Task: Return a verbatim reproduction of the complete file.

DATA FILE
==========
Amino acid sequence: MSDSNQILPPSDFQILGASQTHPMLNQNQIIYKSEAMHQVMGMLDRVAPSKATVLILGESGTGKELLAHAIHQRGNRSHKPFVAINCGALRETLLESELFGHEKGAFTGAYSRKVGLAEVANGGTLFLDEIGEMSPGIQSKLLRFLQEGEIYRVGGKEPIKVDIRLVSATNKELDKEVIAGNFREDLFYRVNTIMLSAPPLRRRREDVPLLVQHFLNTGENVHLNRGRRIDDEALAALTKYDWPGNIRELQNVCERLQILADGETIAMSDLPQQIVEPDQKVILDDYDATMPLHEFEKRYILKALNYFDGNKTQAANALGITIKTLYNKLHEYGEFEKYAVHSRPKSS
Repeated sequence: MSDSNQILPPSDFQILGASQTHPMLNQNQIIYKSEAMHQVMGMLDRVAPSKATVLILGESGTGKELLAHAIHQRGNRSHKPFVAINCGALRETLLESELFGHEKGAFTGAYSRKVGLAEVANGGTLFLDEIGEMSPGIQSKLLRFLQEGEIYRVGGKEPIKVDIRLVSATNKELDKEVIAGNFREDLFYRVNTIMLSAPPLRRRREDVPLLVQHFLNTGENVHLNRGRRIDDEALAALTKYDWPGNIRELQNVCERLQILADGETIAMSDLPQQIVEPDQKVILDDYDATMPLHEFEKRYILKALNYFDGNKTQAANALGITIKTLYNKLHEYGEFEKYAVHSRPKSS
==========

Amino acid sequence: MSDSNQILPPSDFQILGASQTHPMLNQNQIIYKSEAMHQVMGMLDRVAPSKATVLILGESGTGKELLAHAIHQRGNRSHKPFVAINCGALRETLLESELFGHEKGAFTGAYSRKVGLAEVANGGTLFLDEIGEMSPGIQSKLLRFLQEGEIYRVGGKEPIKVDIRLVSATNKELDKEVIAGNFREDLFYRVNTIMLSAPPLRRRREDVPLLVQHFLNTGENVHLNRGRRIDDEALAALTKYDWPGNIRELQNVCERLQILADGETIAMSDLPQQIVEPDQKVILDDYDATMPLHEFEKRYILKALNYFDGNKTQAANALGITIKTLYNKLHEYGEFEKYAVHSRPKSS
Repeated sequence: MSDSNQILPPSDFQILGASQTHPMLNQNQIIYKSEAMHQVMGMLDRVAPSKATVLILGESGTGKELLAHAIHQRGNRSHKPFVAINCGALRETLLESELFGHEKGAFTGAYSRKVGLAEVANGGTLFLDEIGEMSPGIQSKLLRFLQEGEIYRVGGKEPIKVDIRLVSATNKELDKEVIAGNFREDLFYRVNTIMLSAPPLRRRREDVPLLVQHFLNTGENVHLNRGRRIDDEALAALTKYDWPGNIRELQNVCERLQILADGETIAMSDLPQQIVEPDQKVILDDYDATMPLHEFEKRYILKALNYFDGNKTQAANALGITIKTLYNKLHEYGEFEKYAVHSRPKSS